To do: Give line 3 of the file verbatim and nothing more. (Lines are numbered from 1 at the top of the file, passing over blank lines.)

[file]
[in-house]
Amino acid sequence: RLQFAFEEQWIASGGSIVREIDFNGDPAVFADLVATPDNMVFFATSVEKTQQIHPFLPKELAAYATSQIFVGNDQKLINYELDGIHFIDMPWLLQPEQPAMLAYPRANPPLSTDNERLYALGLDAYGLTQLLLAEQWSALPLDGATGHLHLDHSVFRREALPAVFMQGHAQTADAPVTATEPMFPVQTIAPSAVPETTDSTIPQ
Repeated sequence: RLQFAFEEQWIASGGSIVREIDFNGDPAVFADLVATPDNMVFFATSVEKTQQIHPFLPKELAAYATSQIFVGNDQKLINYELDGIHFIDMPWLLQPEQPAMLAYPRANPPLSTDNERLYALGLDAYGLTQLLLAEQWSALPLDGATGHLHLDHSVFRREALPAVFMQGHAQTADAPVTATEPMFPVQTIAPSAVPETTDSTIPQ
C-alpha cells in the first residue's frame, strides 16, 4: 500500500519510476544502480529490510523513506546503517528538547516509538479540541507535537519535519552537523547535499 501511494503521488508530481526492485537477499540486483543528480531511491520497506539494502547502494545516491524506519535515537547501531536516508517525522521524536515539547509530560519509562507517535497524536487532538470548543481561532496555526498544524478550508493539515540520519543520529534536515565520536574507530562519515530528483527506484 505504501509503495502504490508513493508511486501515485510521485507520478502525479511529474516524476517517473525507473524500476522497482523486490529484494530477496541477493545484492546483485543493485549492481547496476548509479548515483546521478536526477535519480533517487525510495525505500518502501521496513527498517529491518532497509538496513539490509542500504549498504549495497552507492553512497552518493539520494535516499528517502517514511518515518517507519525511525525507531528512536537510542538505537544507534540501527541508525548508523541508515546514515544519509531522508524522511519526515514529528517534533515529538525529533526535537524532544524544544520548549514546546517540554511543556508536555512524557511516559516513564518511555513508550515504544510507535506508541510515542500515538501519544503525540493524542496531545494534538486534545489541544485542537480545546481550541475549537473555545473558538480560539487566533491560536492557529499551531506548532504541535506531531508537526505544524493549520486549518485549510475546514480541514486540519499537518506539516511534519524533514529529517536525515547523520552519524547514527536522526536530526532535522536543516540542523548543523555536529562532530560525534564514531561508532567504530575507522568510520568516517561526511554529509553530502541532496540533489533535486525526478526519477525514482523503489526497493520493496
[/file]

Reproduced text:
Repeated sequence: RLQFAFEEQWIASGGSIVREIDFNGDPAVFADLVATPDNMVFFATSVEKTQQIHPFLPKELAAYATSQIFVGNDQKLINYELDGIHFIDMPWLLQPEQPAMLAYPRANPPLSTDNERLYALGLDAYGLTQLLLAEQWSALPLDGATGHLHLDHSVFRREALPAVFMQGHAQTADAPVTATEPMFPVQTIAPSAVPETTDSTIPQ